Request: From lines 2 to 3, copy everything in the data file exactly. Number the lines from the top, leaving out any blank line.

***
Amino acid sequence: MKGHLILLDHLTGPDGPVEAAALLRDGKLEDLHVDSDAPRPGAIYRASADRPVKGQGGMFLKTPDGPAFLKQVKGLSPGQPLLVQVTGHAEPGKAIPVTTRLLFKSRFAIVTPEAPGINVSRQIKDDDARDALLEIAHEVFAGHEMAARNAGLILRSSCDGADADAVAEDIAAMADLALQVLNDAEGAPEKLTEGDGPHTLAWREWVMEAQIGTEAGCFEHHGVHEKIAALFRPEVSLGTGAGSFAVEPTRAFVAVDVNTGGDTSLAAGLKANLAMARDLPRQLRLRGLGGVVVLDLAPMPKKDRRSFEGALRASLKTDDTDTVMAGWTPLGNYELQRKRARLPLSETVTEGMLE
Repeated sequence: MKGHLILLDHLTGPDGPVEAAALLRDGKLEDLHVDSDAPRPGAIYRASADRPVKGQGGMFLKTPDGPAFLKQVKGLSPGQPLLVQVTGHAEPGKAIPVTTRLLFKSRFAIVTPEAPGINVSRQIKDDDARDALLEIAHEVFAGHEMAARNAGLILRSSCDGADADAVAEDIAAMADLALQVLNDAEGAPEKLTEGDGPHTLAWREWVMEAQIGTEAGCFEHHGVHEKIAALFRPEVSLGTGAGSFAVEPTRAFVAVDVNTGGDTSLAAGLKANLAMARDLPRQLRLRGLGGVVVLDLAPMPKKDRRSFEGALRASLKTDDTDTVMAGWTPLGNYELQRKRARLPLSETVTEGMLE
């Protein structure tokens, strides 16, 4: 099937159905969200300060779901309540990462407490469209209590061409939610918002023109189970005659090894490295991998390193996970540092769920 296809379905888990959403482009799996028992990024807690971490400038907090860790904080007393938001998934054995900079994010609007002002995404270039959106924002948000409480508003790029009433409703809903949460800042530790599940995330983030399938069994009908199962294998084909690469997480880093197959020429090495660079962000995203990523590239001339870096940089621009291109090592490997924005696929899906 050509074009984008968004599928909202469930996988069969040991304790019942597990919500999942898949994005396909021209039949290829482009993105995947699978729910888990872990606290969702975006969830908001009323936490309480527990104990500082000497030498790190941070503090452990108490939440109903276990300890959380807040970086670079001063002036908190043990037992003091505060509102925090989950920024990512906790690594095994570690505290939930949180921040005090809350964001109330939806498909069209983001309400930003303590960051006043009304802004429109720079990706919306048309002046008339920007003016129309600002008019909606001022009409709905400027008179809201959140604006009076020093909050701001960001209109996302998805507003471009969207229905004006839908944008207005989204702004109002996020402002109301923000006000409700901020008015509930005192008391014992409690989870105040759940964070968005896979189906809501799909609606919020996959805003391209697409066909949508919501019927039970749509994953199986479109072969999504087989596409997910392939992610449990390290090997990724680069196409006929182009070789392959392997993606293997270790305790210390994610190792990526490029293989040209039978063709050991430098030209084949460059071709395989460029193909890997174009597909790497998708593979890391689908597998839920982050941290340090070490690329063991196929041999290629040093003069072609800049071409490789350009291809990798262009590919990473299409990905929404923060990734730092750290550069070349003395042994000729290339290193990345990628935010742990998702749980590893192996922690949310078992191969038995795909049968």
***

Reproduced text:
Repeated sequence: MKGHLILLDHLTGPDGPVEAAALLRDGKLEDLHVDSDAPRPGAIYRASADRPVKGQGGMFLKTPDGPAFLKQVKGLSPGQPLLVQVTGHAEPGKAIPVTTRLLFKSRFAIVTPEAPGINVSRQIKDDDARDALLEIAHEVFAGHEMAARNAGLILRSSCDGADADAVAEDIAAMADLALQVLNDAEGAPEKLTEGDGPHTLAWREWVMEAQIGTEAGCFEHHGVHEKIAALFRPEVSLGTGAGSFAVEPTRAFVAVDVNTGGDTSLAAGLKANLAMARDLPRQLRLRGLGGVVVLDLAPMPKKDRRSFEGALRASLKTDDTDTVMAGWTPLGNYELQRKRARLPLSETVTEGMLE
């Protein structure tokens, strides 16, 4: 099937159905969200300060779901309540990462407490469209209590061409939610918002023109189970005659090894490295991998390193996970540092769920 296809379905888990959403482009799996028992990024807690971490400038907090860790904080007393938001998934054995900079994010609007002002995404270039959106924002948000409480508003790029009433409703809903949460800042530790599940995330983030399938069994009908199962294998084909690469997480880093197959020429090495660079962000995203990523590239001339870096940089621009291109090592490997924005696929899906 050509074009984008968004599928909202469930996988069969040991304790019942597990919500999942898949994005396909021209039949290829482009993105995947699978729910888990872990606290969702975006969830908001009323936490309480527990104990500082000497030498790190941070503090452990108490939440109903276990300890959380807040970086670079001063002036908190043990037992003091505060509102925090989950920024990512906790690594095994570690505290939930949180921040005090809350964001109330939806498909069209983001309400930003303590960051006043009304802004429109720079990706919306048309002046008339920007003016129309600002008019909606001022009409709905400027008179809201959140604006009076020093909050701001960001209109996302998805507003471009969207229905004006839908944008207005989204702004109002996020402002109301923000006000409700901020008015509930005192008391014992409690989870105040759940964070968005896979189906809501799909609606919020996959805003391209697409066909949508919501019927039970749509994953199986479109072969999504087989596409997910392939992610449990390290090997990724680069196409006929182009070789392959392997993606293997270790305790210390994610190792990526490029293989040209039978063709050991430098030209084949460059071709395989460029193909890997174009597909790497998708593979890391689908597998839920982050941290340090070490690329063991196929041999290629040093003069072609800049071409490789350009291809990798262009590919990473299409990905929404923060990734730092750290550069070349003395042994000729290339290193990345990628935010742990998702749980590893192996922690949310078992191969038995795909049968």